I know I am also new here, but I hope y'all won't mind if I say something in regard to this message.
I am so sorry for you and your dog. As I was reading your message, it brought so many memories for me. As responsible and loving pet owners, we all have struggled with this dificult desision at some time or another and it is always heart wrenching.
As an animal owner and a former vet tech, I've been on both sides of the table. I've held my own pets and cried as they were euthanized, but I've also held many other's pets and cried right along with them, feeling their owners pain. I've had to euthanize entire litters of puppies and kittens as soon as they have come into the world, simply because their owners didn't have their pets neutered and the babies were unwanted. These are the ones that hurt the most! As a pet sitter, I've taken my client's animals to be euthanized and even if the pet is not my own, it's certainly no easier for me. Some of my clients can make the decision, but are incapable of walking into the vet clinic because they are so overwrought with grief.
As others have said, you know your dog better than anyone else. Is she in pain and does she seem to enjoy her life. Does she still eat? Does her deteriating hips prevent her from walking or just some mild discomfort? You have to weigh the good with the bad. Talk to your veterinarian and discuss her prognoisis. If he/she says, "you know, I think we've done everything for this dog and even if we proceed with the surgery, her quality of life is not going to be good", maybe putting her down is the best option. Is the overriding consideration the cost of the surgery? Although, I've not worked in a vet clinic for several years, $2000.00 seems a little steep for the procedure your dog requires. (at least in my area) Maybe there is a program in your area for those who can't afford expensive treatments for their pets. I know in my area, there are some vets who are willing to do some treatments at cost. Some vets will set up payment plans to help ease the financial burden.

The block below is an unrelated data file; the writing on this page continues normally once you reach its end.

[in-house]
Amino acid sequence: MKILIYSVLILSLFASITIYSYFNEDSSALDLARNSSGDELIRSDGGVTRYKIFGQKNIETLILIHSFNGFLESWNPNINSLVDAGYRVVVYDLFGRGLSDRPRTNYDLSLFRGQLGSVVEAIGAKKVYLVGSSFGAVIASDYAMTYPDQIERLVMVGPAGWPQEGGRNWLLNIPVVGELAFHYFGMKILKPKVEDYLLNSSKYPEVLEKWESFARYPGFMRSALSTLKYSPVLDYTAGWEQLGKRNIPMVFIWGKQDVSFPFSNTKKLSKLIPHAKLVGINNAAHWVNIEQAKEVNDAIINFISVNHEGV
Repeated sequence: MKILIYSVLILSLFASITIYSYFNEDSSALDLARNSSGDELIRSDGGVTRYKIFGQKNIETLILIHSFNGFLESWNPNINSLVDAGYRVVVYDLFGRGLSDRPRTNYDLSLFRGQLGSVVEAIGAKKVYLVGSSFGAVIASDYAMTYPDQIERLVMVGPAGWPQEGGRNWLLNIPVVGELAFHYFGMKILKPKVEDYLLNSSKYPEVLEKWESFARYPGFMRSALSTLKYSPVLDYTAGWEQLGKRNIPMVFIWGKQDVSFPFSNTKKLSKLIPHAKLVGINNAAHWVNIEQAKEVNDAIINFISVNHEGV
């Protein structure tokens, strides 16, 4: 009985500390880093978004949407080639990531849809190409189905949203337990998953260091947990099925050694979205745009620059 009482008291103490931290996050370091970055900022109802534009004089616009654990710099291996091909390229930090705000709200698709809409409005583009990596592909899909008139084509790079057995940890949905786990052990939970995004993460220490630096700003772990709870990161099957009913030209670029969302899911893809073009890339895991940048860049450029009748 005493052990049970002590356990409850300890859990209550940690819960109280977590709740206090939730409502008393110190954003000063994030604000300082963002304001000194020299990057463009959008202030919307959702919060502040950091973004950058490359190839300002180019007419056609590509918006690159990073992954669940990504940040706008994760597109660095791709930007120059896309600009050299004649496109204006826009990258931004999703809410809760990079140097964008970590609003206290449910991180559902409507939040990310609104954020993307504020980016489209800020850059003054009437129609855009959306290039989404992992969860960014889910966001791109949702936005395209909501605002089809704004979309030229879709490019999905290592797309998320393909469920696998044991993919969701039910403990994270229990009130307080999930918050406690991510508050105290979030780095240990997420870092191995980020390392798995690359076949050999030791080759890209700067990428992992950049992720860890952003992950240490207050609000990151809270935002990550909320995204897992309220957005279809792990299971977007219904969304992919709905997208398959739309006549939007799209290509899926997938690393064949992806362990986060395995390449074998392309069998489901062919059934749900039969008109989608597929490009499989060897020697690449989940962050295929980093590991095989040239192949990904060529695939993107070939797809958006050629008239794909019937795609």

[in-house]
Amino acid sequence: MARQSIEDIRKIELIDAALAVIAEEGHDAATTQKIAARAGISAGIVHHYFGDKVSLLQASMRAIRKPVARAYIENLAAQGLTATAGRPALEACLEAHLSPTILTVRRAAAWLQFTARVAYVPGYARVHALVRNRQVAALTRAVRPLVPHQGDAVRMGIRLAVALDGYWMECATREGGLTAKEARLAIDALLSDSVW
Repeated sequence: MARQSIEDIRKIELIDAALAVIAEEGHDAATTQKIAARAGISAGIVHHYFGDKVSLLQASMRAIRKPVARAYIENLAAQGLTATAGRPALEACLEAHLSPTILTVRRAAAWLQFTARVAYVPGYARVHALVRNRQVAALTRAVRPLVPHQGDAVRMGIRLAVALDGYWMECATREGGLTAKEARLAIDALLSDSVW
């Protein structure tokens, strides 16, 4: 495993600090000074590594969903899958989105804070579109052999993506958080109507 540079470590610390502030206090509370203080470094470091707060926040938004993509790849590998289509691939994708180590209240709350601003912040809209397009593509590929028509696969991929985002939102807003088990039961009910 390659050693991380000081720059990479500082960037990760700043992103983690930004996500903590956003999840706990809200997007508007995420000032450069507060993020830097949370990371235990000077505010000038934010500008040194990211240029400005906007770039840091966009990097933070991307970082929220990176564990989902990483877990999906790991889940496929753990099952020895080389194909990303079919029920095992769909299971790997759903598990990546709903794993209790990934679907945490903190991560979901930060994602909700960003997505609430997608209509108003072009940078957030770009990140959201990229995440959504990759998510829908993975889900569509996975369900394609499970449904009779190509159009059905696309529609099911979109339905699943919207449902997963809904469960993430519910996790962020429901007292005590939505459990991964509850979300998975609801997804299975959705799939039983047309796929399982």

My heart goes out to you. Listen to your dog and listen to your own heart and when you come to your decision, trust in yourself and believe that you've made the right decision for both you and your dog. Rememember, euthansia is the final act of love and compassion that you can show to your dog, to ease her suffering at the expense of your own is a very kind and unselfish act. Also know that you have been kind to her in life and because of you she had many years of love and happiness.
Again, I know we all feel your pain at making this decision. What ever you decide, let us know and also know that we are here if you need to talk.